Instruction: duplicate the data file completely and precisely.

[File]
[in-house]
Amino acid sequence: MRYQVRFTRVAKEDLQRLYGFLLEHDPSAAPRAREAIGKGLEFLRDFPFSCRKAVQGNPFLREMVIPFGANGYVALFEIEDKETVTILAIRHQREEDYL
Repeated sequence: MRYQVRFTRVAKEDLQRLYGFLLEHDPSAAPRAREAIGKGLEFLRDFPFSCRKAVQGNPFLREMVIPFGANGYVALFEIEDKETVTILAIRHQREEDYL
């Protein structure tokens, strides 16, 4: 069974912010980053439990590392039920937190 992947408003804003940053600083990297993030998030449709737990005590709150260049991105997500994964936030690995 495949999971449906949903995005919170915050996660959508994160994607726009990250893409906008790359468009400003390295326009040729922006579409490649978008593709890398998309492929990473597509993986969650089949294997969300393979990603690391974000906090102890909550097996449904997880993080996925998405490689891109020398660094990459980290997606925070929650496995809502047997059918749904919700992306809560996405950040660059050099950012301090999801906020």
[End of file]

[in-house]
Amino acid sequence: MRYQVRFTRVAKEDLQRLYGFLLEHDPSAAPRAREAIGKGLEFLRDFPFSCRKAVQGNPFLREMVIPFGANGYVALFEIEDKETVTILAIRHQREEDYL
Repeated sequence: MRYQVRFTRVAKEDLQRLYGFLLEHDPSAAPRAREAIGKGLEFLRDFPFSCRKAVQGNPFLREMVIPFGANGYVALFEIEDKETVTILAIRHQREEDYL
């Protein structure tokens, strides 16, 4: 069974912010980053439990590392039920937190 992947408003804003940053600083990297993030998030449709737990005590709150260049991105997500994964936030690995 495949999971449906949903995005919170915050996660959508994160994607726009990250893409906008790359468009400003390295326009040729922006579409490649978008593709890398998309492929990473597509993986969650089949294997969300393979990603690391974000906090102890909550097996449904997880993080996925998405490689891109020398660094990459980290997606925070929650496995809502047997059918749904919700992306809560996405950040660059050099950012301090999801906020």